Finally, while reading Coach Barry Ross’ book, Underground Secrets to Running Faster, he made the brilliant point of how strength will lead to greater endurance but endurance will never lead to greater strength. For example, if you had to train a football player in a 4 week time span to get ready for the NFL combine and the 225 pound bench press test and he currently could only do 3 reps at that weight, you would never get him ready by practicing with 225 pounds. The approach that Coach Ross used was to have the player increase his 1RM on the bench, because according to all the charts, if you can bench press 70% of your 1RM for 18-25 reps. Coach Ross never even had the player attempt to bench 225 for his University football team (San Jose State) strength tests. The player had 3 weeks to go from 3 reps at 225 pounds to 20 reps at 225 pounds. The player current 1RM was 250 pounds and he had to get it to 320 pounds according the charts in order to bench press 225 for 20. Without going into too many more details, let’s just say the approach worked. This concept can even apply to all you distance athletes that think weight training is a waste of time. Get stronger and you will be able to go longer, it is that simple!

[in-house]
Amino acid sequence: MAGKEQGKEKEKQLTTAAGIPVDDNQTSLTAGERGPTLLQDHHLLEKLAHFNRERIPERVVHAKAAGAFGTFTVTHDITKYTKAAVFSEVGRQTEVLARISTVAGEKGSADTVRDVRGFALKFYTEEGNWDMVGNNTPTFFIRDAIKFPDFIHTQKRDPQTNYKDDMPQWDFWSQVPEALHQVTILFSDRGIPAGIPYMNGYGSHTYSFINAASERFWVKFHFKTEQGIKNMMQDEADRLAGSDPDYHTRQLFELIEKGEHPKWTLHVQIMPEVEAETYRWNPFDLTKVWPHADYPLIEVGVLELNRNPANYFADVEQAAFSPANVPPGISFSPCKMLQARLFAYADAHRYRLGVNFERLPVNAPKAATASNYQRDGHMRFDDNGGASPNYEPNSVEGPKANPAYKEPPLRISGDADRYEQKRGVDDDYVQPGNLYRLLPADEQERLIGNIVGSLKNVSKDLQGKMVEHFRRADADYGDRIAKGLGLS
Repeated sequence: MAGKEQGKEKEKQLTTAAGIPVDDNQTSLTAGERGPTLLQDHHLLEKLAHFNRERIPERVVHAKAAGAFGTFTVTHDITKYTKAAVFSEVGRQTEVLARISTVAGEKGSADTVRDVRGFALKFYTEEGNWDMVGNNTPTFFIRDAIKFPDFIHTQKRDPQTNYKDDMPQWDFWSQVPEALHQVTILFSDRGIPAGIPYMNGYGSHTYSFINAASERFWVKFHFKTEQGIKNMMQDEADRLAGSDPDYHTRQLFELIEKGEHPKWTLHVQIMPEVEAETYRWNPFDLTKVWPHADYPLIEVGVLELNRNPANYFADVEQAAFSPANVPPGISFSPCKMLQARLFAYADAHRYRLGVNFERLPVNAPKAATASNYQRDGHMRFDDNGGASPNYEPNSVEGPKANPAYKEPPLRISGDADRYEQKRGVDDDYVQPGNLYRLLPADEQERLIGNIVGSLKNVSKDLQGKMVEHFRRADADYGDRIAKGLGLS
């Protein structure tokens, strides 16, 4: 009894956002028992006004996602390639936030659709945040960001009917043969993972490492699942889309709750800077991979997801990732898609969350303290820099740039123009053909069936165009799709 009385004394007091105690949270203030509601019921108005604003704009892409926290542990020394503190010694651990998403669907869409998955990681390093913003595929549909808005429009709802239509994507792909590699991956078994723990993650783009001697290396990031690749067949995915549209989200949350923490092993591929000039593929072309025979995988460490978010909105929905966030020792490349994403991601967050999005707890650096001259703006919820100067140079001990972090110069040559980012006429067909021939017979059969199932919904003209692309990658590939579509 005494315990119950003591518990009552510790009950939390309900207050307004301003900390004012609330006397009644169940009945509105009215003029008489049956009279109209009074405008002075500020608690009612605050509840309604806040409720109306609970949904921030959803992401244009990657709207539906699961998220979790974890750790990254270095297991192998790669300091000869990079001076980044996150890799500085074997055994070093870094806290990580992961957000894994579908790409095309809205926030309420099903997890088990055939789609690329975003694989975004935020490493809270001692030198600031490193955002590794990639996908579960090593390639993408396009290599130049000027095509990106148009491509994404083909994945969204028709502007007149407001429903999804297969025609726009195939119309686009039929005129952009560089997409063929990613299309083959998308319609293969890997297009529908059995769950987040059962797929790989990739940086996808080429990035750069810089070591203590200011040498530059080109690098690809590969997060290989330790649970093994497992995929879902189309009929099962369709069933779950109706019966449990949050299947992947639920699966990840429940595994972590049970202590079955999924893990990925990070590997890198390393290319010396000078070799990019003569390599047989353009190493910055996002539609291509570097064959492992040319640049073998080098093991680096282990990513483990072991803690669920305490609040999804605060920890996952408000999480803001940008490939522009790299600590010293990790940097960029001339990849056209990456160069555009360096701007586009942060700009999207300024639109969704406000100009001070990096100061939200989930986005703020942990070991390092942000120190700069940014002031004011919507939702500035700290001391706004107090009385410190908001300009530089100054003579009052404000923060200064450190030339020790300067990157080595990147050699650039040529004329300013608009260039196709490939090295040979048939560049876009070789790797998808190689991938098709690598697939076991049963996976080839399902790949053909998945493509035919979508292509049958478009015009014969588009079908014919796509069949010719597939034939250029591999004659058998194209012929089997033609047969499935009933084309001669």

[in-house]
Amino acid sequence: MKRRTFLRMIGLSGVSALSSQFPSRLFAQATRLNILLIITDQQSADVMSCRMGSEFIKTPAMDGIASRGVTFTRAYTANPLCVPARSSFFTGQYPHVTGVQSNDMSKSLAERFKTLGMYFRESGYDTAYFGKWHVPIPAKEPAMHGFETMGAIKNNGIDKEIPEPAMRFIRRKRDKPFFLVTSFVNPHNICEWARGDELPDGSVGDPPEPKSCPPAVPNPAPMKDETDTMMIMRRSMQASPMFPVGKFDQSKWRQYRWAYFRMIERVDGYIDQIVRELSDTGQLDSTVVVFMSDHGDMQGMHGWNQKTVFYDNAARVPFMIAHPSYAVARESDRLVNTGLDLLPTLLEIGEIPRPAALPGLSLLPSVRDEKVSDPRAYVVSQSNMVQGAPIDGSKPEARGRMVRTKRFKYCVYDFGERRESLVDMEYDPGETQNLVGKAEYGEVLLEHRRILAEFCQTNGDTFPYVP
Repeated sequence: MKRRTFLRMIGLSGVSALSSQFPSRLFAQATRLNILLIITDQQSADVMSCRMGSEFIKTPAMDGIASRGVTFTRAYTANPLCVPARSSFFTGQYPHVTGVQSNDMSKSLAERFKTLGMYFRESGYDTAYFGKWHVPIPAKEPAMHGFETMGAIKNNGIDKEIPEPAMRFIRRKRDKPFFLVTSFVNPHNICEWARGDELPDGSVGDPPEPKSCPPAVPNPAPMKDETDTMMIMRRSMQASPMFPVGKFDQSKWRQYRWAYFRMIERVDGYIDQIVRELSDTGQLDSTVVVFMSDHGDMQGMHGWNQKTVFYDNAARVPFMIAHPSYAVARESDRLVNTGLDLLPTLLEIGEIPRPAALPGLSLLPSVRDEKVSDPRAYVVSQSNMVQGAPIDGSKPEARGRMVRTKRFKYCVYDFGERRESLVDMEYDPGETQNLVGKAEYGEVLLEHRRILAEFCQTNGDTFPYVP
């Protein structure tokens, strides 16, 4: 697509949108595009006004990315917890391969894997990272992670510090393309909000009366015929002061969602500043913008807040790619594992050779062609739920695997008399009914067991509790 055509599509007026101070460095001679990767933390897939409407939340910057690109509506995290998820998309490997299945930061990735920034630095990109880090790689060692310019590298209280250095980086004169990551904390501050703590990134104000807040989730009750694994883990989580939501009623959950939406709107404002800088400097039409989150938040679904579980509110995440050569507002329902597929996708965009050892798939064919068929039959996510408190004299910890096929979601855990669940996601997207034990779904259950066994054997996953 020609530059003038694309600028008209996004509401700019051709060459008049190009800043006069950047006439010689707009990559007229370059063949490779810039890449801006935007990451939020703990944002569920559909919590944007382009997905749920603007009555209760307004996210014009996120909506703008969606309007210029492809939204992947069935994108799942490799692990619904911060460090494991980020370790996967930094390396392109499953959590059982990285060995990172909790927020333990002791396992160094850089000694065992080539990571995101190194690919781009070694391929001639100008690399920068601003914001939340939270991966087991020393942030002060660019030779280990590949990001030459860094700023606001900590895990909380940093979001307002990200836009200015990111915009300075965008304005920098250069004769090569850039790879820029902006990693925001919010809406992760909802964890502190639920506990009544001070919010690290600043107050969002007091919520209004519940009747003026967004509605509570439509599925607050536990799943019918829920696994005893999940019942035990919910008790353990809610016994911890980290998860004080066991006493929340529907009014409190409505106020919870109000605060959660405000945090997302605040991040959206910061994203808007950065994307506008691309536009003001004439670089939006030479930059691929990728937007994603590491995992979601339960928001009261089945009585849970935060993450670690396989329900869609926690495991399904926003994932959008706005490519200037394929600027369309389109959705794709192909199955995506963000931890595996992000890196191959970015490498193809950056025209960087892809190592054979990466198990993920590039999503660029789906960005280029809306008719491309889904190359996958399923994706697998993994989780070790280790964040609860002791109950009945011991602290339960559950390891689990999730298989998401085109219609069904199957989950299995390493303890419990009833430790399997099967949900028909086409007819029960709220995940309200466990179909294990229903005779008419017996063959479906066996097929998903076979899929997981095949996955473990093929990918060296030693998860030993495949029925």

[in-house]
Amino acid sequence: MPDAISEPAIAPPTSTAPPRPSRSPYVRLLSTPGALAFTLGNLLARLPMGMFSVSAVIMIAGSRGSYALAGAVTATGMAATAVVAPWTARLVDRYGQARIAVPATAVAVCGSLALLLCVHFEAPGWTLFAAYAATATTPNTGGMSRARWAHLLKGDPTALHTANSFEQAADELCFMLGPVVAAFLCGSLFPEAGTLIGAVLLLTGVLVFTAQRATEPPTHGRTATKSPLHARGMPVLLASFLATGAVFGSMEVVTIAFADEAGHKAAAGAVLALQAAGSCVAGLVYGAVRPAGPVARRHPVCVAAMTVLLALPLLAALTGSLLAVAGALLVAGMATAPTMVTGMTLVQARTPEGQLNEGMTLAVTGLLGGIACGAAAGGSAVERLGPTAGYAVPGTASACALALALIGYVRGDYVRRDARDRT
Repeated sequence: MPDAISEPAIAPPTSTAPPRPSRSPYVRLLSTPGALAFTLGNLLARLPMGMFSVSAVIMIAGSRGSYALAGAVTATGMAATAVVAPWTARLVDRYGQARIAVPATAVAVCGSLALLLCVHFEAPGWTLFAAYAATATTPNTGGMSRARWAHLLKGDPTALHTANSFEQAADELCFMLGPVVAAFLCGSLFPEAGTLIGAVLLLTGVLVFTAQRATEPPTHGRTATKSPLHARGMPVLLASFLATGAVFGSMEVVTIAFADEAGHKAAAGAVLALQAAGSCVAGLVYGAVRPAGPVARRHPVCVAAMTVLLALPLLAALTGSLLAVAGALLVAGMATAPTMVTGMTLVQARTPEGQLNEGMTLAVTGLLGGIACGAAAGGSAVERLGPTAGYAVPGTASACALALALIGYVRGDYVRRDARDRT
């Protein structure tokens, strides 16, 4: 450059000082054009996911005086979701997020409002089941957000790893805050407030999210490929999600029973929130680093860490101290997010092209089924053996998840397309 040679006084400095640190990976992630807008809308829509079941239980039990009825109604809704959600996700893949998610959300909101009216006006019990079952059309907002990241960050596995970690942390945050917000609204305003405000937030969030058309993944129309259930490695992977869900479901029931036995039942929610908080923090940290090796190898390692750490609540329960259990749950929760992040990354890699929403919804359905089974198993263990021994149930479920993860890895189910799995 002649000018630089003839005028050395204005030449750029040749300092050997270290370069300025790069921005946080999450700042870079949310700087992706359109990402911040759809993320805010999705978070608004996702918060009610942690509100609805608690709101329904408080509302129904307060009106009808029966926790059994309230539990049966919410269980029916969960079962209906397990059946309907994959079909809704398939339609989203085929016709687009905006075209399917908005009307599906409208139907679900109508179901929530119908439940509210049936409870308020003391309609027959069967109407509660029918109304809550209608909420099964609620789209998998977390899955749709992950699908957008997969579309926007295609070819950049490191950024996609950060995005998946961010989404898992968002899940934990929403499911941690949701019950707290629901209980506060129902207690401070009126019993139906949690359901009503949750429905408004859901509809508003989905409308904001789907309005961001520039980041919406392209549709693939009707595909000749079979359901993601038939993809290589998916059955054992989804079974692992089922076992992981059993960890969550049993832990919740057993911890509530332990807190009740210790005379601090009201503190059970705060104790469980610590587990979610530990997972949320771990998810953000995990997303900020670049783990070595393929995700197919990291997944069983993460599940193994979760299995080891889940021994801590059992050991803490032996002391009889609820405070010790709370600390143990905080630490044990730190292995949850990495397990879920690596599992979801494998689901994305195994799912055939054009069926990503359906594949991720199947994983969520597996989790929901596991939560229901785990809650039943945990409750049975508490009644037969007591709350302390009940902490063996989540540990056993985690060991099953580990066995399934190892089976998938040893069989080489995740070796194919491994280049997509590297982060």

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About Author

Kyle Newell

My name is Kyle Newell and I specialize in helping athletes achieve more explosive power and making men indestructible. I started out my career working as a strength coach with Rutgers football while at the same time, competing in bodybuilding. See my profile page for more information!